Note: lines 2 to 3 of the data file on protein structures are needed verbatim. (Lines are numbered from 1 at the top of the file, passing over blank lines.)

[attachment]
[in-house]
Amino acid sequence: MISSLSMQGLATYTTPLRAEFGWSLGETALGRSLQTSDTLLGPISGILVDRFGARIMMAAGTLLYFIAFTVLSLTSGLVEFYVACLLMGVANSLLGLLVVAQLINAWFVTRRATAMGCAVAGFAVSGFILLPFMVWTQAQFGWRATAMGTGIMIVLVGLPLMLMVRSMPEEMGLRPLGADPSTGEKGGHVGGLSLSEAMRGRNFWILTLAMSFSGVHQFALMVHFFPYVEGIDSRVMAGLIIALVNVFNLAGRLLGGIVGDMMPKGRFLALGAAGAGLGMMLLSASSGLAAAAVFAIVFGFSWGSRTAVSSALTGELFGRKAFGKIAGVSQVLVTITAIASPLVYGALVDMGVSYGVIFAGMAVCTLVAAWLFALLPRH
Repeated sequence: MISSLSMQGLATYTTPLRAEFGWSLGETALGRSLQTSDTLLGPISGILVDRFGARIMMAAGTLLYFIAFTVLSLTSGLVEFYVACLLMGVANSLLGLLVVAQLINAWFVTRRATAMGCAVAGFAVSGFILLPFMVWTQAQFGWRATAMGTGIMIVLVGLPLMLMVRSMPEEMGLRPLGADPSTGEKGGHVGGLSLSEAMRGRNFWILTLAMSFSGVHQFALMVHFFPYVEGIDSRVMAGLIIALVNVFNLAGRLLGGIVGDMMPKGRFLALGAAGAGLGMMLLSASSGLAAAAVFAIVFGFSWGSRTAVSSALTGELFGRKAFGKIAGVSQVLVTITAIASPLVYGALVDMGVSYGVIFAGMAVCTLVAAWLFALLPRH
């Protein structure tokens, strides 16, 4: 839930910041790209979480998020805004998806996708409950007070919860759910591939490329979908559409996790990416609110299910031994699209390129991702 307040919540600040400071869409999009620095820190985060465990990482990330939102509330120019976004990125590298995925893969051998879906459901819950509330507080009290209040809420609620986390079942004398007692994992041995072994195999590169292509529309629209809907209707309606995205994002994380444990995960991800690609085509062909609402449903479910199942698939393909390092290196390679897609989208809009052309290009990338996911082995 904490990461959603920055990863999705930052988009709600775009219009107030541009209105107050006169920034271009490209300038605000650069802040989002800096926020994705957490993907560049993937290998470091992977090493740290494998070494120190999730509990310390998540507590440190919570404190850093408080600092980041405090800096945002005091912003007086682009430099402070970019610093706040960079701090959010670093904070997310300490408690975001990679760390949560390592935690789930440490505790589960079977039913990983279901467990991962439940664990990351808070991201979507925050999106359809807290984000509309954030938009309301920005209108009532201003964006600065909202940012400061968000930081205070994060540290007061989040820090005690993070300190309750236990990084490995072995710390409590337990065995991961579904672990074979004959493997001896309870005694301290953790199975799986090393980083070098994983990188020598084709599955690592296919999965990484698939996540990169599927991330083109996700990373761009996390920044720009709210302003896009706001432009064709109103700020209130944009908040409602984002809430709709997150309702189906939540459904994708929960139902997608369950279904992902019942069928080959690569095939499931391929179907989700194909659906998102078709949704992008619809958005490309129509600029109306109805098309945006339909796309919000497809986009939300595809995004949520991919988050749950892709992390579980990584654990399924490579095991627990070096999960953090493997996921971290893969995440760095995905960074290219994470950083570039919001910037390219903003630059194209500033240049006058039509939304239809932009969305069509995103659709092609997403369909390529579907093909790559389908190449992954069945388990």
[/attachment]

Amino acid sequence: MISSLSMQGLATYTTPLRAEFGWSLGETALGRSLQTSDTLLGPISGILVDRFGARIMMAAGTLLYFIAFTVLSLTSGLVEFYVACLLMGVANSLLGLLVVAQLINAWFVTRRATAMGCAVAGFAVSGFILLPFMVWTQAQFGWRATAMGTGIMIVLVGLPLMLMVRSMPEEMGLRPLGADPSTGEKGGHVGGLSLSEAMRGRNFWILTLAMSFSGVHQFALMVHFFPYVEGIDSRVMAGLIIALVNVFNLAGRLLGGIVGDMMPKGRFLALGAAGAGLGMMLLSASSGLAAAAVFAIVFGFSWGSRTAVSSALTGELFGRKAFGKIAGVSQVLVTITAIASPLVYGALVDMGVSYGVIFAGMAVCTLVAAWLFALLPRH
Repeated sequence: MISSLSMQGLATYTTPLRAEFGWSLGETALGRSLQTSDTLLGPISGILVDRFGARIMMAAGTLLYFIAFTVLSLTSGLVEFYVACLLMGVANSLLGLLVVAQLINAWFVTRRATAMGCAVAGFAVSGFILLPFMVWTQAQFGWRATAMGTGIMIVLVGLPLMLMVRSMPEEMGLRPLGADPSTGEKGGHVGGLSLSEAMRGRNFWILTLAMSFSGVHQFALMVHFFPYVEGIDSRVMAGLIIALVNVFNLAGRLLGGIVGDMMPKGRFLALGAAGAGLGMMLLSASSGLAAAAVFAIVFGFSWGSRTAVSSALTGELFGRKAFGKIAGVSQVLVTITAIASPLVYGALVDMGVSYGVIFAGMAVCTLVAAWLFALLPRH